* ''Series/BreakingBad'' contrasts the over the top antics of the AxCrazy Salamanca clan with the ordinary looking members of Gus's criminal organization. The Salamancas rely on intimidation and crazy violence for their reputation. Gus prefers to blend in and appear to be extremely boring and affable. He also goes to great lengths to make sure that his underlings do not attract any unnecessary attention. Walt strides the line between these two extremes as he knows that he has to be as nondescript as possible but his pride and ego constantly prompt him to do things that will get him noticed. Further, [[spoiler: Todd is a heartless, casual sociopath who looks like one of the show's more boring or typical characters. While he looks like an ordinary man, after killing an innocent little boy his reaction is, "Shit happens."]]
* To an extent, BOB from ''Series/TwinPeaks''. He basically looks an extra from a bar scene - a denim-clad old man with stringy grey hair who smells like burnt motor oil. In fact, given that his entire presence in the show is basically a case of ThrowItIn, his appearance is mostly modeled on what the set dresser happened to be wearing the day he got accidentally caught in the shot. On the other hand, you probably couldn't have a conversation with him, since he mostly runs around snarling at people and hiding in the woods.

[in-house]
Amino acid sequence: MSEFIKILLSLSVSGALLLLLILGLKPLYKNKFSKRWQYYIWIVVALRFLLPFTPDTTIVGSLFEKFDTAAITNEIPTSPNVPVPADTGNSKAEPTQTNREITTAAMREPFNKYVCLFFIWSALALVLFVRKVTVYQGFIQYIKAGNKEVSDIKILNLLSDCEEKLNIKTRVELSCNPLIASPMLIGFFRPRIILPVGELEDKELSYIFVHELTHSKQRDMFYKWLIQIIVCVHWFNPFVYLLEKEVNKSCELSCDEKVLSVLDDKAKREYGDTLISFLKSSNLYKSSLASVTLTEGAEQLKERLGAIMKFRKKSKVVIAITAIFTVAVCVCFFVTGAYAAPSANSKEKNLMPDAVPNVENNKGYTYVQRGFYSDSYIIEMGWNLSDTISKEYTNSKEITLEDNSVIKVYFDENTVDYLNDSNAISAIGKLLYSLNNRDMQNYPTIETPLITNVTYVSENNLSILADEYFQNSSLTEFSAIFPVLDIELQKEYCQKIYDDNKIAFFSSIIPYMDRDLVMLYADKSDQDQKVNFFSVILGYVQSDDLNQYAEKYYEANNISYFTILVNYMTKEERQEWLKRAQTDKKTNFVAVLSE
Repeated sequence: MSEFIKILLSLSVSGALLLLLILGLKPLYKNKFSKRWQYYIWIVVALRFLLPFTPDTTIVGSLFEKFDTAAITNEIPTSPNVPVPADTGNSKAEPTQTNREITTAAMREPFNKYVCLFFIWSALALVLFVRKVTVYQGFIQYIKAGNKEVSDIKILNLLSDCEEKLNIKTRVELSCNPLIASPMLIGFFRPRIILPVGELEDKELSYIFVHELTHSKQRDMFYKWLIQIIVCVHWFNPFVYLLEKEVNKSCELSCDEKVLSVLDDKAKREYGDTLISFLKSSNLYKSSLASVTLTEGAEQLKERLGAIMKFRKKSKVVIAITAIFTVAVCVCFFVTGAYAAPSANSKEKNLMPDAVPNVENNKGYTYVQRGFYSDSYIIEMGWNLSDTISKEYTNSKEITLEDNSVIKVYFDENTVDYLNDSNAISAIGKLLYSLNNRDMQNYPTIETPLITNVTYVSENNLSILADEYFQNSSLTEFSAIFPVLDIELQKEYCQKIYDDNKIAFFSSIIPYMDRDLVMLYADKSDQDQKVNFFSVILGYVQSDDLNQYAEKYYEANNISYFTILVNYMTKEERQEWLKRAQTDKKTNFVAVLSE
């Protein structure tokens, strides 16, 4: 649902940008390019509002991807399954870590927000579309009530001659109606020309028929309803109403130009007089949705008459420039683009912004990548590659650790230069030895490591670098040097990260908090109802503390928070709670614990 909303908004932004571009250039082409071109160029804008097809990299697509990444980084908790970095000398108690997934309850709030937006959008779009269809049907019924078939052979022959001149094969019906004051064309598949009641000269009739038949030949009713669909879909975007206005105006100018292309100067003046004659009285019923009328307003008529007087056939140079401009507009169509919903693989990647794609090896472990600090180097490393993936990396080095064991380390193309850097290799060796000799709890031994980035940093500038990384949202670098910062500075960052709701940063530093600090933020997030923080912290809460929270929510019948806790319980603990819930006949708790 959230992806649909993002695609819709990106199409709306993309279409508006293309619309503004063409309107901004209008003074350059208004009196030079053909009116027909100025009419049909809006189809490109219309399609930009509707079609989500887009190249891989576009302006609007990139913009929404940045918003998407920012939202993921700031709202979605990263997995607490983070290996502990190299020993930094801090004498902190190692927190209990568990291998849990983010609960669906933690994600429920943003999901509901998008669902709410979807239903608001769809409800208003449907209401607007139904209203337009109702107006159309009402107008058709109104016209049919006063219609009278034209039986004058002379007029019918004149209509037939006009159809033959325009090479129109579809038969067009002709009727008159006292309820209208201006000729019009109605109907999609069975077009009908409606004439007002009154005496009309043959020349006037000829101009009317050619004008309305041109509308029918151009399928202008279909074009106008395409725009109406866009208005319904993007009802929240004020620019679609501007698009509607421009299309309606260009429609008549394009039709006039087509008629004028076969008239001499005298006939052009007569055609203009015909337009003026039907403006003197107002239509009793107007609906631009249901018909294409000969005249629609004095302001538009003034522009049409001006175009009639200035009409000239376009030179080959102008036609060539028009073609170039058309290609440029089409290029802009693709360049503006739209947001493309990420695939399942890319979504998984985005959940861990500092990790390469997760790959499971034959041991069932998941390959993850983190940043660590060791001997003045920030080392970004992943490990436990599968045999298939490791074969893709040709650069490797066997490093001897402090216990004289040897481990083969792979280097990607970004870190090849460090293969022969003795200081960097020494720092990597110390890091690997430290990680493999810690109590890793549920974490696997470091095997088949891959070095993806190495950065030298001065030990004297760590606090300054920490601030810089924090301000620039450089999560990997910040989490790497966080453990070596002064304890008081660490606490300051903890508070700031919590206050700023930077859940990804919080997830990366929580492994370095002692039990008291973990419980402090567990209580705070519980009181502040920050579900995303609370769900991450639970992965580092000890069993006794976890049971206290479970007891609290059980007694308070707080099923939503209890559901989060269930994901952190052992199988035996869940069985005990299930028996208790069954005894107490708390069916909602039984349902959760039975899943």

** This also applies to [[spoiler: Leland Palmer]], seemingly a perfectly normal [[spoiler: family man and lawyer]]... who is actually [[spoiler: a SerialKiller who has been raping his own daughter for years, under the DemonicPossession of the above BOB.]]
* ''Series/AmericanHorrorStoryAsylum'': [[spoiler: Dr. Oliver Thredson]], a compassionate and upstanding psychiatrist who is [[spoiler: actually the infamous serial killer, Bloody Face]].
* In the series ''Series/AdamTwelve'', Reed and Malloy were helping a female officer conduct a rape-resistance class at a local college. When one of the attendees asked what would a rapist look like, the lady cop pointed to the pair of heroes and said, "Just like them. A man."
* Most of the accused on Canadian courtroom series ''Series/ThisIsWonderland''. Since most of the show was set in small claims courts or mental health court, most of them ''were'' normal people who had just made terrible mistakes or had been put in a terrible situation. This made the rare appearance of a genuine monster all the more startling.